A housing crisis arose in the town at the end of the Second World War. New residential and private housing estates to the north-west, multi-storey flats and the redevelopment of areas such as Sinclairtown and Linktown occurred between the 1950s and 1960s. Several primary schools such as Valley, Fair Isle, Dunearn and Torbain were also built to serve these new estates (with Capshard being a latter addition in the early 1970s). Provision was given to new junior secondaries (Templehall and Balwearie); a new Catholic secondary (St Andrews) and the re-location of Kirkcaldy High School to Pathhead muir on the north side of the town. During the middle of the 1950s, construction began of a new hospital - on the site of the Fever hospital and sanatorium - to replace the cramped facilities of the cottage hospital situated to the east of the town. The late 1950s saw a new bus station open on a site north of the town centre to relieve the existing one on The Promenade (which continued to deal only with country routes until this was phased out in 1980). There was speculation that the town could grow around the 55,000 to 60,000 mark by 1970. This never materialised when the decline of linoleum in the mid-1960s - with the closure of the linoleum firm, Barry, Ostlere and Shepherd, shocking the town in particular - saw the population of the town fall. To try to combat this, deep mining was commissioned at Seafield in 1954 by the National Coal Board to help reduce the impact of job losses, it later closed in 1988, after a tug of war between the National Union of Mineworkers and the Conservative Government. Kirkcaldy harbour, which had once been vital to the town’s well being, suffered its own fate when it was closed permanently in 1992 to main traffic.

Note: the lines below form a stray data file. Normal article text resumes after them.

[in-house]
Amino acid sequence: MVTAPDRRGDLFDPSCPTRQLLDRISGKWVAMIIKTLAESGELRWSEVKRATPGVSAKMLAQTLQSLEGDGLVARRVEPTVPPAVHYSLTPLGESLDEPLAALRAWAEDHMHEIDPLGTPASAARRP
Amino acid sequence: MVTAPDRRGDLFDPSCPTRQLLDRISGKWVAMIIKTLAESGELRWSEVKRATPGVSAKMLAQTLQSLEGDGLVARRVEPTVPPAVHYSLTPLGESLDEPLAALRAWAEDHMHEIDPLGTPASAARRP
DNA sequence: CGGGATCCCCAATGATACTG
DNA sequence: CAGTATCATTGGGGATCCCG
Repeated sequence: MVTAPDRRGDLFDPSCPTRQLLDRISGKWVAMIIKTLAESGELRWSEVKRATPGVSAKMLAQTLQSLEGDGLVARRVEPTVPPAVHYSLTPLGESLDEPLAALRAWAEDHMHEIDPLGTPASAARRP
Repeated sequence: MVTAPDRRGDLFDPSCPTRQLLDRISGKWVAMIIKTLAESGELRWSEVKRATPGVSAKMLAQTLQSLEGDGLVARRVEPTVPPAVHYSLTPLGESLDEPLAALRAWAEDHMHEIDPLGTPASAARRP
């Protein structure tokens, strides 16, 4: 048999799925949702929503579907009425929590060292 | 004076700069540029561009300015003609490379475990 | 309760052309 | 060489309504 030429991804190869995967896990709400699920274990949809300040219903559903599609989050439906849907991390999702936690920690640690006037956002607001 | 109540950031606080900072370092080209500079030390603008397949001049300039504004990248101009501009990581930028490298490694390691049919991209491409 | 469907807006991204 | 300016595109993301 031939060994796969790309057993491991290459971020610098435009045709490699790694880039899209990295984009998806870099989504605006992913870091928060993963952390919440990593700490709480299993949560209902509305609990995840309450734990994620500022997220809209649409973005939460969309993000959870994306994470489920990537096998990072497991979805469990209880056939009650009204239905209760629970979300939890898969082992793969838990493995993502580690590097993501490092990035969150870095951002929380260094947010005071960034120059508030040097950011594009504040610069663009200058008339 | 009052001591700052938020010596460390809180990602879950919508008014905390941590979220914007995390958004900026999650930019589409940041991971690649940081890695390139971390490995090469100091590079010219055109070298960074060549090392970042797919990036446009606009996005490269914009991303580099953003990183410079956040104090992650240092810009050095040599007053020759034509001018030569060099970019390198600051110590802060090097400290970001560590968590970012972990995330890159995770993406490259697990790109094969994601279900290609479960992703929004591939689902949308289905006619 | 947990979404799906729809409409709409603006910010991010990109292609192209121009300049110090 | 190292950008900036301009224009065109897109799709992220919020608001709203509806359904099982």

There are still links to distinguish Kirkcaldy's former past. For example, a reference to the aura of the linseed oil—which produced a "queer–like smell"—used to make linoleum, is acknowledged in the poem, "boy on a train" by MC Smith. The two most famous lines are:
for I ken mysel' by the queer-like smell,
Nowadays, Kirkcaldy remains a busy town for the surrounding areas complete with modernised secondary schools; two campuses of the Adam Smith College and prime shopping facilities in the town centre and Sinclairtown. The town also hosts the annual Links Market commonly known as Europe's longest street fair. The production of linoleum still continues to this day, despite being on a vastly reduced scale and now in Swiss ownership. The company, which has since become known as forbo nairn has also diversfied into the production of vinyl floor tiles and marmoleum for which the latter is now their speciality. The construction of a retail and business park, to the north–west of the town centre has also opened in the last decade. The town has also been the site for recent housing developments as seen in Seafield, Chapel and the harbour. More housing developments are being anticipated over the course of the next 20 years, which will see 1700 homes to the east, in use as open cast mines at present, and another 1200 homes to the south–east, overlooking the former A92, known locally as the Quarry Road. Other future plans proposed by Fife Council will include replacing the 89-year-old sea wall on the promenade; starting up the delayed hovercraft service and building a replacement secondary school for Viewforth to serve the east side of Kirkcaldy.